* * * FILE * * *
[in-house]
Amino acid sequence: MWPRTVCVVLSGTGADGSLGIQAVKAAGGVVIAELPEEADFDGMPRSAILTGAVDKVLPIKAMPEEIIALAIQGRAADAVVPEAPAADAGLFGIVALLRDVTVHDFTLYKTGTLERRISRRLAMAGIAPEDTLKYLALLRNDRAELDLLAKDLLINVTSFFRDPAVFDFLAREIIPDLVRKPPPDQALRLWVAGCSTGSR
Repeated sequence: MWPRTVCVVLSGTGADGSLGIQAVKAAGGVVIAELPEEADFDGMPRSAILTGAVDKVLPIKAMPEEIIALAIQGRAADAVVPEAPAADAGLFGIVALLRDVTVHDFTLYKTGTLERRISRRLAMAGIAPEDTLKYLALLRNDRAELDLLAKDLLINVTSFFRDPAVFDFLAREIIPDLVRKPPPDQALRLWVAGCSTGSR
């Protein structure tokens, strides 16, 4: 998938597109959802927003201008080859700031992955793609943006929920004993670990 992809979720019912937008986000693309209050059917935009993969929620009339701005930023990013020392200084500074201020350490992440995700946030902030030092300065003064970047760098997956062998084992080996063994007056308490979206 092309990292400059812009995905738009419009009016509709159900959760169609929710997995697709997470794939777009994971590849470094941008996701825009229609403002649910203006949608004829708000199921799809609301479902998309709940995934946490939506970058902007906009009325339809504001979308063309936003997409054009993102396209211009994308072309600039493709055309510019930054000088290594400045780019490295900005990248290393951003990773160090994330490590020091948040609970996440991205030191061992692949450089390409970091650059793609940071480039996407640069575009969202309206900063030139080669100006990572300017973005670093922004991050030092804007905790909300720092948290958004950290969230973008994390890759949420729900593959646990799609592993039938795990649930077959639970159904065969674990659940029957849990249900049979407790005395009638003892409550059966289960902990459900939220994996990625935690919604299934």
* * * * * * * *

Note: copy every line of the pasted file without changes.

[in-house]
Amino acid sequence: MWPRTVCVVLSGTGADGSLGIQAVKAAGGVVIAELPEEADFDGMPRSAILTGAVDKVLPIKAMPEEIIALAIQGRAADAVVPEAPAADAGLFGIVALLRDVTVHDFTLYKTGTLERRISRRLAMAGIAPEDTLKYLALLRNDRAELDLLAKDLLINVTSFFRDPAVFDFLAREIIPDLVRKPPPDQALRLWVAGCSTGSR
Repeated sequence: MWPRTVCVVLSGTGADGSLGIQAVKAAGGVVIAELPEEADFDGMPRSAILTGAVDKVLPIKAMPEEIIALAIQGRAADAVVPEAPAADAGLFGIVALLRDVTVHDFTLYKTGTLERRISRRLAMAGIAPEDTLKYLALLRNDRAELDLLAKDLLINVTSFFRDPAVFDFLAREIIPDLVRKPPPDQALRLWVAGCSTGSR
């Protein structure tokens, strides 16, 4: 998938597109959802927003201008080859700031992955793609943006929920004993670990 992809979720019912937008986000693309209050059917935009993969929620009339701005930023990013020392200084500074201020350490992440995700946030902030030092300065003064970047760098997956062998084992080996063994007056308490979206 092309990292400059812009995905738009419009009016509709159900959760169609929710997995697709997470794939777009994971590849470094941008996701825009229609403002649910203006949608004829708000199921799809609301479902998309709940995934946490939506970058902007906009009325339809504001979308063309936003997409054009993102396209211009994308072309600039493709055309510019930054000088290594400045780019490295900005990248290393951003990773160090994330490590020091948040609970996440991205030191061992692949450089390409970091650059793609940071480039996407640069575009969202309206900063030139080669100006990572300017973005670093922004991050030092804007905790909300720092948290958004950290969230973008994390890759949420729900593959646990799609592993039938795990649930077959639970159904065969674990659940029957849990249900049979407790005395009638003892409550059966289960902990459900939220994996990625935690919604299934």